Former Republican congressman George Radanovich of Mariposa announced this week that he is mulling a run for governor with an email touting a "program of rebuilding the private sector and then cutting government."
"I believe Californians are ready for change and the time is ripe for a new approach," Radanovich said in the email. "That is why I am considering entering the race for governor of California."
Gov. Jerry Brown appears so far to be in prime position to win a second term. A recent Public Policy Institute of California poll gave the Democrat an overall approval rating of 49% among likely voters. Though a mere 23% of Republicans approved of the job he is doing, 65% of Democrats and 48% of independents backed him.
Brown's chief challenges so far have come from former Lt. Gov. Abel Maldonado, the Santa Marian who has framed his campaign as a referendum on Brown's response to California's prison overcrowding crisis, and from Assembly Member Tim Donnelly, R-Twin Peaks, a reliable antagonist of legislative Democrats whose far-right positions have endeared him to conservative constituents but throw into question his mainstream viability.
Maldonado's campaign has shown signs of serious disarray lately, including the departure of some top advisers and anemic fundraising figures that Brown easily eclipsed.
Enter Radanovich, a former Mariposa County supervisor who served in Congress from 1995 to 2010.
In his email, he trumpeted his work with the Fresno-based Restore California pilot project, which seeks to reduce "social pathologies" such as out-of-wedlock births and children growing up without fathers.
"Restore California places the private sector ahead of California government and parents ahead of the village," Radanovich wrote. "In so doing, the cost of education will drop because more and more California children will enter school from a good foundation of parental support and ready to learn.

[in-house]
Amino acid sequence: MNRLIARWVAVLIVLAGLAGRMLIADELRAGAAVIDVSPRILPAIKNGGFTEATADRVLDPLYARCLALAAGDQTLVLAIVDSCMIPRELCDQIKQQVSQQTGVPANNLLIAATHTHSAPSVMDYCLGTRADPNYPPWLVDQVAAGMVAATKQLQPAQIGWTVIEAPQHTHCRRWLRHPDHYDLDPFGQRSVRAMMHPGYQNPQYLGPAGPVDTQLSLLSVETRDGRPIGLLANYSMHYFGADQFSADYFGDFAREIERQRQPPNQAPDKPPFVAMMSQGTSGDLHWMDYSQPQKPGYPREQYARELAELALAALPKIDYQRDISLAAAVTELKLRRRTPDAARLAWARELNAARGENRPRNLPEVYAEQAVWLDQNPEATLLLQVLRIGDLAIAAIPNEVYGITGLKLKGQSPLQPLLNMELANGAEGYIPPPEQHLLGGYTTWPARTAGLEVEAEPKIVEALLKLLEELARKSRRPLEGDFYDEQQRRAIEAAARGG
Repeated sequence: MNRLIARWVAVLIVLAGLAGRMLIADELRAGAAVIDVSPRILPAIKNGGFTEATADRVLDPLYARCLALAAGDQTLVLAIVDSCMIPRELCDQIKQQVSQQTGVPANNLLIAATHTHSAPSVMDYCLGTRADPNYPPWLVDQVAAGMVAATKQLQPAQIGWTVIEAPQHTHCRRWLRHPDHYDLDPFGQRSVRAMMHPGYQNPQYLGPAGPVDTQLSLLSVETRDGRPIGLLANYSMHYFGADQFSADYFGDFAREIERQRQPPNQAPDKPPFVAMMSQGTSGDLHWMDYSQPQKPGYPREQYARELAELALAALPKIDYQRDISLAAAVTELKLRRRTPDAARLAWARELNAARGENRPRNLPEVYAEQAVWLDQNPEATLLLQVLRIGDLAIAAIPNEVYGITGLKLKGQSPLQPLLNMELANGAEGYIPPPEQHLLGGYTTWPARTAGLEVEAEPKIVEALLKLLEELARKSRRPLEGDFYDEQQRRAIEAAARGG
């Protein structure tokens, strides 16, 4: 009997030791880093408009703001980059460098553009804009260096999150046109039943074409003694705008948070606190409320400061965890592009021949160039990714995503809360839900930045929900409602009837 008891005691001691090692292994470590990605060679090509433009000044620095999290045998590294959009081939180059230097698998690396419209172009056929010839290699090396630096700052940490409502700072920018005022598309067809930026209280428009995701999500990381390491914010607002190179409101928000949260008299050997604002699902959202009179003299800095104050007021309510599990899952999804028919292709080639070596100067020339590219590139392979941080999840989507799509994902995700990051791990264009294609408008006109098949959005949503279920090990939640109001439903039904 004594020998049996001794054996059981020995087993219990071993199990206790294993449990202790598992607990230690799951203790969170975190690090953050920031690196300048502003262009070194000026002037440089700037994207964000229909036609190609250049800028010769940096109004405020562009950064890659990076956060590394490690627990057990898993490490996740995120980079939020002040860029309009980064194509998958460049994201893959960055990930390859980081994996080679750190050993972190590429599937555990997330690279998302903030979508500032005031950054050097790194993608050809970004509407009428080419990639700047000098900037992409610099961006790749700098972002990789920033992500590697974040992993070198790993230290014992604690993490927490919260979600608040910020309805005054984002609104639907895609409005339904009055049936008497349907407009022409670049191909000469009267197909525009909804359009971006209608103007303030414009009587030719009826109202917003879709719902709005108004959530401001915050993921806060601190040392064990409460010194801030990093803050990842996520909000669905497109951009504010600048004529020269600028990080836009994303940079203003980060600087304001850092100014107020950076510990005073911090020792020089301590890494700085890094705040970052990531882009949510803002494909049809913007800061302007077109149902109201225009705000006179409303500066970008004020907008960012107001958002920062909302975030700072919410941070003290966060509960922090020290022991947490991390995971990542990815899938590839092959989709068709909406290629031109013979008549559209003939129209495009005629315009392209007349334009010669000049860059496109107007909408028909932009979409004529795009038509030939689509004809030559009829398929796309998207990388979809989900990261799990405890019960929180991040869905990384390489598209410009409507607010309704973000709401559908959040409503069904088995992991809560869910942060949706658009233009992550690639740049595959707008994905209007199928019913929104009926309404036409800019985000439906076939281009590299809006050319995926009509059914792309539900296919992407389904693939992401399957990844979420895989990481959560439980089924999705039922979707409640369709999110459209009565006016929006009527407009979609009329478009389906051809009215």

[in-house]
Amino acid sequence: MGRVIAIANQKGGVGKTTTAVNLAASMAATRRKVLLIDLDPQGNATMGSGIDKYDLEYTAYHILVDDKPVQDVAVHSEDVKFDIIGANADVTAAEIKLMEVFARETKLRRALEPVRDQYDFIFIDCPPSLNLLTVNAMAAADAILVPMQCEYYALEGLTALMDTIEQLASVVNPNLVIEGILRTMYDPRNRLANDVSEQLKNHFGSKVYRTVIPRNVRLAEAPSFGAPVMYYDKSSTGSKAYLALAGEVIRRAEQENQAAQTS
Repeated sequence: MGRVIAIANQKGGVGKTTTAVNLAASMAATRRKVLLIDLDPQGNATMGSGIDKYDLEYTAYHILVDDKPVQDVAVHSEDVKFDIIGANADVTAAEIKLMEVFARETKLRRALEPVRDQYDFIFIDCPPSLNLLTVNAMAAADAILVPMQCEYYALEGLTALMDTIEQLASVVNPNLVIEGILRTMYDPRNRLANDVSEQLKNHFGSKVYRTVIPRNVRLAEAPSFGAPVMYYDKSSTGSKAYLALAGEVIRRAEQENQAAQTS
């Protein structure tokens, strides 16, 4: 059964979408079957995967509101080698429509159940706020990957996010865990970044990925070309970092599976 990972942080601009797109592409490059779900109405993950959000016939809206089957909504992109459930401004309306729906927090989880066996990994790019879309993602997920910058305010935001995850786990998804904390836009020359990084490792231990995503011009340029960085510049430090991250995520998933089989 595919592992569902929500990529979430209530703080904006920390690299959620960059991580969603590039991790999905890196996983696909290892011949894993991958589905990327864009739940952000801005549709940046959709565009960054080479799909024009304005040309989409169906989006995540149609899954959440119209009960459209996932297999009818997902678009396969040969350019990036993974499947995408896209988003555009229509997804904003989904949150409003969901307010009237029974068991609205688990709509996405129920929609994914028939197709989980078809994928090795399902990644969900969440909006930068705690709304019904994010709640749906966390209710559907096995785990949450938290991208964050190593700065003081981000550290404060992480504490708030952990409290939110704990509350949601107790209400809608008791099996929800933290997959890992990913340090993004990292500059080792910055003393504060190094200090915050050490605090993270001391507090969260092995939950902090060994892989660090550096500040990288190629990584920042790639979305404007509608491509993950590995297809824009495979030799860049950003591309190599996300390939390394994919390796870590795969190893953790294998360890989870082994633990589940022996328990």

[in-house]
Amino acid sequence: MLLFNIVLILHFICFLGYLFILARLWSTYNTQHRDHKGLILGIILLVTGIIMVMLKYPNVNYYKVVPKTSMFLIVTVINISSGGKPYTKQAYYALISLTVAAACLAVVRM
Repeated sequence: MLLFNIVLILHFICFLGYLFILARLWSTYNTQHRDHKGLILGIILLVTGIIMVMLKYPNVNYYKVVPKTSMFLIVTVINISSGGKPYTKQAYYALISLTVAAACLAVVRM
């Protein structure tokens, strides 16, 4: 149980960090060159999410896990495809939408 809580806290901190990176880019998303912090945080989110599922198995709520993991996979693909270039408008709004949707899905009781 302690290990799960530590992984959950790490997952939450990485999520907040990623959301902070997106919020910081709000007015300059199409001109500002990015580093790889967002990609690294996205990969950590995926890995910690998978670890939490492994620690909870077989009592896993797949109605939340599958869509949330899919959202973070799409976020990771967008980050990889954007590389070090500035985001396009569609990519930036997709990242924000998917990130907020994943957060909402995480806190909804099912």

"The cost of fighting crime and housing criminals will decrease because more and more California children will enter society from this same foundation."
— Jeremy B. White, The Sacramento Bee
Leticia Perez appears at Fresno County eventKern County Supervisor Leticia Perez showed up at this week's state-of-Fresno County breakfast speech by Board of Supervisors Chair Henry R. Perea.
So what brought the Bakersfield Democrat 110 miles north?
There was some speculation that she already is gearing up for a second state Senate battle against Hanford Republican Andy Vidak, who beat Perez in July.
Vidak is filling Michael Rubio's current term, which is up next year. So he will immediately face a re-election battle, but in the newly created 14th state Senate district.
"We would love to see her run again in 2014," Fresno County Young Democrats Chairman Matt Rogers said.
A few other names have been rumored, but so far nobody has stepped forward and Perez is still the most prominent potential Vidak challenger.
But Perez said her visit had nothing to do with campaigning or exploring a Vidak rematch. When asked why she was in Fresno, Perez replied: "Visiting the city I have fallen in love with and reconnecting with old friends."
— John Ellis